"Now I have suffered enough for those red shoes," she said. "I shall go and be seen again in the church." She hobbled to church as fast as she could, but when she got there the red shoes danced in front of her, and she was frightened and turned back.
All week long she was sorry, and cried many bitter tears. But when Sunday came again she said, "Now I have suffered and cried enough. I think I must be as good as many who sit in church and hold their heads high." She started out unafraid, but the moment she came to the church gate she saw her red shoes dancing before her. More frightened than ever, she turned away, and with all her heart she really repented.
She went to the pastor's house, and begged him to give her work as a servant. She promised to work hard, and do all that she could. Wages did not matter, if only she could have a roof over her head and be with good people. The pastor's wife took pity on her, and gave her work at the parsonage. Karen was faithful and serious. She sat quietly in the evening, and listened to every word when the pastor read the Bible aloud. The children were devoted to her, but when they spoke of frills and furbelows, and of being as beautiful as a queen, she would shake her head.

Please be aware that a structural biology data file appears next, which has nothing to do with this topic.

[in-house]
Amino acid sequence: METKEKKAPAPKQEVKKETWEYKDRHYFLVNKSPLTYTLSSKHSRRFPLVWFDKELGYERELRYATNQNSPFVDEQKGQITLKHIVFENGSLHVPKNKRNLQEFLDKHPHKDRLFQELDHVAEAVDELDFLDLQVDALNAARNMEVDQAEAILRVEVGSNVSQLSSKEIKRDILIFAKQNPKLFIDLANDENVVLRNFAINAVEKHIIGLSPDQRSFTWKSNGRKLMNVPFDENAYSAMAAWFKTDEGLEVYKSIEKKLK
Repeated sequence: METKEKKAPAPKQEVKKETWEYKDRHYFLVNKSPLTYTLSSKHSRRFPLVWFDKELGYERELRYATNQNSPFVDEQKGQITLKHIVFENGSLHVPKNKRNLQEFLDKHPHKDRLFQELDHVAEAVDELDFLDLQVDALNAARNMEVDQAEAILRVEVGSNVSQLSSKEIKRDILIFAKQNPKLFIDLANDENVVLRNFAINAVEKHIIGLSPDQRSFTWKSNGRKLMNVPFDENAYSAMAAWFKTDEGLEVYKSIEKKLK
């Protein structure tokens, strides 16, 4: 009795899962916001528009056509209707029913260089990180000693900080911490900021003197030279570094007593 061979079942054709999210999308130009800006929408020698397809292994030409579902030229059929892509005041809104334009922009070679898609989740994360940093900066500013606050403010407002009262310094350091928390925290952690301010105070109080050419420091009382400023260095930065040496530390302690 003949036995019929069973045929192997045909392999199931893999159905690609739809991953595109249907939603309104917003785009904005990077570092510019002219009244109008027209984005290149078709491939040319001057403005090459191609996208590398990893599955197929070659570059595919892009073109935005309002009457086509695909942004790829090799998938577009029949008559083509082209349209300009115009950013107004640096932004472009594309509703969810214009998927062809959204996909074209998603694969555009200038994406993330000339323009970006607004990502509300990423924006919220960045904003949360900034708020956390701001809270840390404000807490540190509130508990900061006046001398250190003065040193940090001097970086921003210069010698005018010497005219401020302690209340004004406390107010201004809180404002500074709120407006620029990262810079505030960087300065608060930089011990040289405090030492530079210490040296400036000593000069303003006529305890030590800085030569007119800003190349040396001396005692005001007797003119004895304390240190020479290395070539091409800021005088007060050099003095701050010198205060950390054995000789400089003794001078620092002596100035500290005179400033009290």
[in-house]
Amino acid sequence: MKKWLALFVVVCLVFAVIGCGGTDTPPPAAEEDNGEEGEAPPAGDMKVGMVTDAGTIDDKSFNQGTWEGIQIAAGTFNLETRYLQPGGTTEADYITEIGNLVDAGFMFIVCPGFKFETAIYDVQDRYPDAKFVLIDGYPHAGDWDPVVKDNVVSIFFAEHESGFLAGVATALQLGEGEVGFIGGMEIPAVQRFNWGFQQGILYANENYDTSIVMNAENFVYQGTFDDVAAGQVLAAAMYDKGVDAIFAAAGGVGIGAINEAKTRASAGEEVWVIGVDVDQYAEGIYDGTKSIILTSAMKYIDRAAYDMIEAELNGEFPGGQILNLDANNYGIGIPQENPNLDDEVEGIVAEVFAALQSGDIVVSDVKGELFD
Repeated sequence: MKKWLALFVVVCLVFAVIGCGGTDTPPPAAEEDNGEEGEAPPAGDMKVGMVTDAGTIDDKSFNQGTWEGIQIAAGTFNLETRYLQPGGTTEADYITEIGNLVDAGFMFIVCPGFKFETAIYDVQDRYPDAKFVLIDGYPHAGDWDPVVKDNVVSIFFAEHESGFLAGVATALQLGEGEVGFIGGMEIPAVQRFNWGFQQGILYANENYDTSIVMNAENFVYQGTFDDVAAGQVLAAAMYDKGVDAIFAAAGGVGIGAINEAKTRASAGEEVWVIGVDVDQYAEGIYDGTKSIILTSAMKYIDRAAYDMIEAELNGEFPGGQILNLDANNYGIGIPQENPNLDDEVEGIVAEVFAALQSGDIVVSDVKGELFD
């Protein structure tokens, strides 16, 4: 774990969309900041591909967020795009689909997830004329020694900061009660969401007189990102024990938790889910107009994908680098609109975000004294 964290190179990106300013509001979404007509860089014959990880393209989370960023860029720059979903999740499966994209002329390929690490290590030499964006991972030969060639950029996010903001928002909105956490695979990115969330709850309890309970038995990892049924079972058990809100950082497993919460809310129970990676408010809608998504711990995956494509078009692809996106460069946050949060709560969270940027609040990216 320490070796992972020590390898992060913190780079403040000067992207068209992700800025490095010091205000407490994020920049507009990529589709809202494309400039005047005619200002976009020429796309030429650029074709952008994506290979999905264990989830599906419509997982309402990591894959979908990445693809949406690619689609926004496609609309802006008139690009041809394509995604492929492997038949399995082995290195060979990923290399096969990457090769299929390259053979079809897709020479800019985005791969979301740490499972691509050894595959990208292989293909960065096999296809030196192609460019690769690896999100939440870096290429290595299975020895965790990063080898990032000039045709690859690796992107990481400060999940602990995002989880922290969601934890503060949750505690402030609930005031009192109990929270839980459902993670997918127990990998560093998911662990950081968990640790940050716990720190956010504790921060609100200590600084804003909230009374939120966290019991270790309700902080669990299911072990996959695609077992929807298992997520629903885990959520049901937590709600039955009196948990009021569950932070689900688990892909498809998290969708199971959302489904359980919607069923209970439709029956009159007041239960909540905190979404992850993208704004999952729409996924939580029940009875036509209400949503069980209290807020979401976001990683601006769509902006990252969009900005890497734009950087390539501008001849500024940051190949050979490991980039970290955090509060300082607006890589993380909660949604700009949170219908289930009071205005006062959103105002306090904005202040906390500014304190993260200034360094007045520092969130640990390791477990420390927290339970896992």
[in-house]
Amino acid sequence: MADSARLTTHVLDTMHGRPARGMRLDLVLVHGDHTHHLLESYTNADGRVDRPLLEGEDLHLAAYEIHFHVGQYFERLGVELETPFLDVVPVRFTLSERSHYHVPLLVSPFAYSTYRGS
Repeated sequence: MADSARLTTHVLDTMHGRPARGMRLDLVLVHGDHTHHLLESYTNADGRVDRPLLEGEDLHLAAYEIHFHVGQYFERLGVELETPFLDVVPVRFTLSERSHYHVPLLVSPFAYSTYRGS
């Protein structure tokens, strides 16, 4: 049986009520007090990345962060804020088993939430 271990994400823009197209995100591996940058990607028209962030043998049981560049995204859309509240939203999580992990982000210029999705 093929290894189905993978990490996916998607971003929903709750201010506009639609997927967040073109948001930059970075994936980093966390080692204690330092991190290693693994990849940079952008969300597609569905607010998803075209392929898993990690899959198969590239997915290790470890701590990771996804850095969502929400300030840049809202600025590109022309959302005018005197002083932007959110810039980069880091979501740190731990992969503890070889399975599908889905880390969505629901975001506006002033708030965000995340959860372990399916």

When they went to church next Sunday they asked her to go too, but with tears in her eyes she looked at her crutches, and shook her head. The others went to hear the word of God, but she went to her lonely little room, which was just big enough to hold her bed and one chair. She sat with her hymnal in her hands, and as she read it with a contrite heart she heard the organ roll. The wind carried the sound from the church to her window. Her face was wet with tears as she lifted it up, and said, "Help me, O Lord!"
Then the sun shone bright, and the white-robed angel stood before her. He was the same angel she had seen that night, at the door of the church. But he no longer held a sharp sword. In his hand was a green branch, covered with roses. He touched the ceiling with it. There was a golden star where it touched, and the ceiling rose high. He touched the walls and they opened wide. She saw the deep-toned organ. She saw the portraits of ministers and their wives. She saw the congregation sit in flower-decked pews, and sing from their hymnals. Either the church had come to the poor girl in her narrow little room, or it was she who had been brought to the church. She sat in the pew with the pastor's family. When they had finished the hymn, they looked up and nodded to her.
"It was right for you to come, little Karen," they said.
"It was God's own mercy," she told them.
The organ sounded and the children in the choir sang, softly and beautifully. Clear sunlight streamed warm through the window, right down to the pew where Karen sat. She was so filled with the light of it, and with joy and with peace, that her heart broke. Her soul traveled along the shaft of sunlight to heaven, where no one questioned her about the red shoes.